History of the Canadian astronaut corps
In , NASA sought out Canadian expertise for the development of a robotic arm, the famous Canadarm. That marked the beginning of a close collaboration between Canada and the United States in human space flight.
Learn more about the milestones in the Canadian space adventure!
Not long after, NASA invited a Canadian astronaut to participate in a space mission. That invitation led to the creation of the first team of Canadian astronauts in .
In total, Canada has recruited 14 astronauts through four campaigns, and 8 of those exceptional people have participated in 16 space missions.
First astronaut recruitment campaign
More than 4,000 people responded to the call for astronauts in .
The Canadian astronauts selected in . Back row, from left to right: Ken Money, Marc Garneau, Steve MacLean and Bjarni Tryggvason. Front row: Robert Thirsk and Roberta Bondar. (Credit: Canadian Space Agency)
After a rigorous hiring period, the following people were selected based on their exceptional academic backgrounds, professional experience, health, and communication skills:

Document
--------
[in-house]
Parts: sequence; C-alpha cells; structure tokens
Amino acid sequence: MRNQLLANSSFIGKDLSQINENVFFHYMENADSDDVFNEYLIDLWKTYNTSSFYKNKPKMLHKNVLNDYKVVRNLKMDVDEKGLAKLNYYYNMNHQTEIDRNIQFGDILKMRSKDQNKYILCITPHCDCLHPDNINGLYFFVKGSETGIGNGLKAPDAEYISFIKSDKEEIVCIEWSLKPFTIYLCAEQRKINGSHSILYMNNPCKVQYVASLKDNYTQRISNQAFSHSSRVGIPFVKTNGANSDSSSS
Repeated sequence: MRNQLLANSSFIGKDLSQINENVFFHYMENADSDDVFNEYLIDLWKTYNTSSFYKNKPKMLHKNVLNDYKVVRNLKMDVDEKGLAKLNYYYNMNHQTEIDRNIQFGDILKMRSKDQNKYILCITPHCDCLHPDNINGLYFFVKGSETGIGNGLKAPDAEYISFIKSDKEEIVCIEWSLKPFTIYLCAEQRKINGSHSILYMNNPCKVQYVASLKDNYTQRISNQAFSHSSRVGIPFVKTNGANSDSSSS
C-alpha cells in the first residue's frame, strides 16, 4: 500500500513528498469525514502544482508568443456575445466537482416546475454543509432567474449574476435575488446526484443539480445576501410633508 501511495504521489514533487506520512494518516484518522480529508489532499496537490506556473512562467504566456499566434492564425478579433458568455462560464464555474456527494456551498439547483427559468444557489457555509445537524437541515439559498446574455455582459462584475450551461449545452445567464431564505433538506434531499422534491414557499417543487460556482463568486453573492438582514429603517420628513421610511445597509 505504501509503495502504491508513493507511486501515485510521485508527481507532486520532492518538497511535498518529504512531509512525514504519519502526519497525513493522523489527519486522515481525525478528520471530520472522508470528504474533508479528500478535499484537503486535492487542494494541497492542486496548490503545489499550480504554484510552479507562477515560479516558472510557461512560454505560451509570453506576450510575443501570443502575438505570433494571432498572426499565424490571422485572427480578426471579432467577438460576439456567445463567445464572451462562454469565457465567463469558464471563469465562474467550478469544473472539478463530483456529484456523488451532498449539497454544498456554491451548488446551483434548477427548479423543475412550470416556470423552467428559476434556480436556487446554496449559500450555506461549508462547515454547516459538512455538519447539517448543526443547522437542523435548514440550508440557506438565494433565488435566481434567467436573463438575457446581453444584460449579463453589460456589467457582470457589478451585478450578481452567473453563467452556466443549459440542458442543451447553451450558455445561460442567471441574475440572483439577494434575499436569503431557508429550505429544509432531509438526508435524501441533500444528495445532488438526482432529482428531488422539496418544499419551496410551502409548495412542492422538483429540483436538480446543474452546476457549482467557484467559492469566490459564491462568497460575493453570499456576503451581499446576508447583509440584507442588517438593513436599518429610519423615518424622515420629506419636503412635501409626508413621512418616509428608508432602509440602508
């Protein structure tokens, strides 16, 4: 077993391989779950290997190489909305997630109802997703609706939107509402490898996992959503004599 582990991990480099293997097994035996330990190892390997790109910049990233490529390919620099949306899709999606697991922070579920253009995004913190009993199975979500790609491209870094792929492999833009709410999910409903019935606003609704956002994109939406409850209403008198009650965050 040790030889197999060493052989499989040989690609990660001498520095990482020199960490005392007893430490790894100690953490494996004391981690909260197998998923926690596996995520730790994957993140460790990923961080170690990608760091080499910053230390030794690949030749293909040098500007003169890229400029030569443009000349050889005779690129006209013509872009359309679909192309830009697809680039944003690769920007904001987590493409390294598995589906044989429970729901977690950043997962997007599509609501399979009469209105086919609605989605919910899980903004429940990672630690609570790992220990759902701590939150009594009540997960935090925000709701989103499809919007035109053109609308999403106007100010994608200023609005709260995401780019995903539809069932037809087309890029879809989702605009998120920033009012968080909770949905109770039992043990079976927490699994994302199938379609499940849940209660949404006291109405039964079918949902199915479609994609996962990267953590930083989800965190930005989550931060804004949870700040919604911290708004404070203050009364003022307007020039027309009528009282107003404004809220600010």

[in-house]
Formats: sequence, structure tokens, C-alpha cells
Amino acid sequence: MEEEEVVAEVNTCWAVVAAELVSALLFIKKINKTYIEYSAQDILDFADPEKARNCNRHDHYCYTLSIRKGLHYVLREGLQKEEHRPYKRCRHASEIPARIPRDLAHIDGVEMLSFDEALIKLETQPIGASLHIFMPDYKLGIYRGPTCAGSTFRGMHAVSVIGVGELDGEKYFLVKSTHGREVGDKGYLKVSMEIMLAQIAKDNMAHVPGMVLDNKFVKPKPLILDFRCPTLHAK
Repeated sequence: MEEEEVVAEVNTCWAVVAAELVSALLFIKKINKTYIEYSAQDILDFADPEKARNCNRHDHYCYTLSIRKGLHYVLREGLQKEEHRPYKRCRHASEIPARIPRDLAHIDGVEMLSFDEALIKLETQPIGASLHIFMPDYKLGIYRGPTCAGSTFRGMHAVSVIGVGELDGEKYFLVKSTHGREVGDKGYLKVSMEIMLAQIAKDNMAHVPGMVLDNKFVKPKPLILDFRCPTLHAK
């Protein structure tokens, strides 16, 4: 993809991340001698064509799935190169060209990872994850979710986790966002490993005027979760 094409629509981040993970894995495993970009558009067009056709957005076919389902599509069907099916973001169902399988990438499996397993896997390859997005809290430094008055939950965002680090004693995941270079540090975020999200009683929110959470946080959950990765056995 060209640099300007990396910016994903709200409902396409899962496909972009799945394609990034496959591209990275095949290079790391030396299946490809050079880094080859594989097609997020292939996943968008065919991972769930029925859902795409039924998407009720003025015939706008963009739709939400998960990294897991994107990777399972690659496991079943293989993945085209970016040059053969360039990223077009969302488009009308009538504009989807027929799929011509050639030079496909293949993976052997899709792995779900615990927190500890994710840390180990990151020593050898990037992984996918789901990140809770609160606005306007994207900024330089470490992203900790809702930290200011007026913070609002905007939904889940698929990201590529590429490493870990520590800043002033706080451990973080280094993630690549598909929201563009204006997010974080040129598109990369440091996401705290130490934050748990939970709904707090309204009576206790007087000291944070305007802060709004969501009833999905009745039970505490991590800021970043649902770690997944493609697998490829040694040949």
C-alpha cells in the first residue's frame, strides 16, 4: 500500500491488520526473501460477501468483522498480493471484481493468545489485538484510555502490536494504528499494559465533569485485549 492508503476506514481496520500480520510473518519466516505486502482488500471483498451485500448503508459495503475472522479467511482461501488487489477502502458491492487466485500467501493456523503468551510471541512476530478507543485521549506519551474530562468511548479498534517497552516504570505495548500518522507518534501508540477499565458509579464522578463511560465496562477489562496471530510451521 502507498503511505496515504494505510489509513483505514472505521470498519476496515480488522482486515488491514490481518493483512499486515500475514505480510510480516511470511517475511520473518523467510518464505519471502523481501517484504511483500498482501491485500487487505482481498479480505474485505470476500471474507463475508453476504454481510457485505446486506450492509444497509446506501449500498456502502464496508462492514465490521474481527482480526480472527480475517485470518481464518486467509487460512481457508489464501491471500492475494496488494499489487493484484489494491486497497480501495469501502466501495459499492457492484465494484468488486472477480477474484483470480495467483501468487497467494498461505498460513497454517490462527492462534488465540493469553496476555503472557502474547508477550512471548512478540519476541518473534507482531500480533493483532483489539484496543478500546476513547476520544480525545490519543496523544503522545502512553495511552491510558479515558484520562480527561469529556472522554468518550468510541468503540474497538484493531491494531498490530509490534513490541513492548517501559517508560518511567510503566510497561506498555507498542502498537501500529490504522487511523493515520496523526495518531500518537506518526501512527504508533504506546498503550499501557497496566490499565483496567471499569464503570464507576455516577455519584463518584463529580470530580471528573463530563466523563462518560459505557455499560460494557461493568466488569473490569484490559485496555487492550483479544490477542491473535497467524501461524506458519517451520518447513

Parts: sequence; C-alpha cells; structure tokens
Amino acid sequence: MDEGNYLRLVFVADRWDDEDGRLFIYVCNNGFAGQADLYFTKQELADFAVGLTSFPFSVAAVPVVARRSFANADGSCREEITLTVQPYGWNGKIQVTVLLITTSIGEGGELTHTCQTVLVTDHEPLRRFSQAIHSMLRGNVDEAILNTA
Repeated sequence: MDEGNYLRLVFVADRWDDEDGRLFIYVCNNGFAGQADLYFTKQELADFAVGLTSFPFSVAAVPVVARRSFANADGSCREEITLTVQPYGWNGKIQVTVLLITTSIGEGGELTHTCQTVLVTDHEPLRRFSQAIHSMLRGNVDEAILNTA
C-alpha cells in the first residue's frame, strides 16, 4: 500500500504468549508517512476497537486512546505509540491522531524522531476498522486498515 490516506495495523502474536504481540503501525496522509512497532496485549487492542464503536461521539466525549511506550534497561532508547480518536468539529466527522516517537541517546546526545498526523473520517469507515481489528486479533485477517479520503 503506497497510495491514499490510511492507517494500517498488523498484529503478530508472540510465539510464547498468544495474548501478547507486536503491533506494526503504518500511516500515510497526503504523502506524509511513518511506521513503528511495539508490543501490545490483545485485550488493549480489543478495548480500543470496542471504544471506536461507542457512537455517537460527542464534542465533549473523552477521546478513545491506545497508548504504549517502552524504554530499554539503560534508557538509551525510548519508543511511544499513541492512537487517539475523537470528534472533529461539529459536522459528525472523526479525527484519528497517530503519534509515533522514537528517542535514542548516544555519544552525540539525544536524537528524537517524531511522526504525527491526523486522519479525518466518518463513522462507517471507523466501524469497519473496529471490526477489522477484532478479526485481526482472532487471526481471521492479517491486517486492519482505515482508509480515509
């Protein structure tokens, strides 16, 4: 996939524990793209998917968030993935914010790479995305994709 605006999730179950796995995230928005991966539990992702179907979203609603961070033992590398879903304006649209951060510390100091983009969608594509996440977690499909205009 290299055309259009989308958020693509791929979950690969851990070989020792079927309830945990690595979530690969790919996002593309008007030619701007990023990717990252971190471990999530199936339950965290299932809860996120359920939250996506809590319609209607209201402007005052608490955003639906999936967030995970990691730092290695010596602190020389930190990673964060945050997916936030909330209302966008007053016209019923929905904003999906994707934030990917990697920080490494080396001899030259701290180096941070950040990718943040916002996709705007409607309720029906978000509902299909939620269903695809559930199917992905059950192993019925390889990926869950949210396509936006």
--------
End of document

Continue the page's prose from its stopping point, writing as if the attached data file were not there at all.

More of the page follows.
Second astronaut recruitment campaign
In , the Canadian Space Agency (CSA) announced that it would recruit four more individuals to undergo astronaut training. Over 5,000 Canadians applied.
After a six-month selection process, four candidates were selected:
The four Canadian recruits in . Back row, from left to right: Chris Hadfield, Dave Williams. Front row: Michael McKay, Julie Payette. (Credit: NASA)
Third astronaut recruitment campaign
Once again, a large number of Canadians responded: over 5,000 applications were received.
After a lengthy selection process that took about a year, Jeremy Hansen and David Saint-Jacques were chosen in . They are the CSA's two active astronauts and are based at NASA's Johnson Space Center in Houston, Texas.
Fourth astronaut recruitment campaign
In , the CSA announced its fourth astronaut recruitment campaign, and 3,772 people from all provinces and territories applied.
After a year of demanding tests and evaluations, two candidates were selected in to become the new Canadian astronauts:
In , the two recruits will report to NASA's Johnson Space Center in Houston, Texas, to begin their basic training, which will last approximately two years.
Life after space
Retired astronauts don't necessarily stop working! They generally pursue professional activities in line with their expertise.
For example, they can:
- work in academia, the medical field, or another area of activity in astronautics;
- speak at schools;
- contribute actively to science.
Back row, from left to right: Robert Thirsk, Marc Garneau, Dave Williams and Julie Payette. Front row, from left to right: Chris Hadfield, Bjarni Tryggvason and Steve MacLean. (Credit: CSA)
Find out more about our former Canadian astronauts and their careers.
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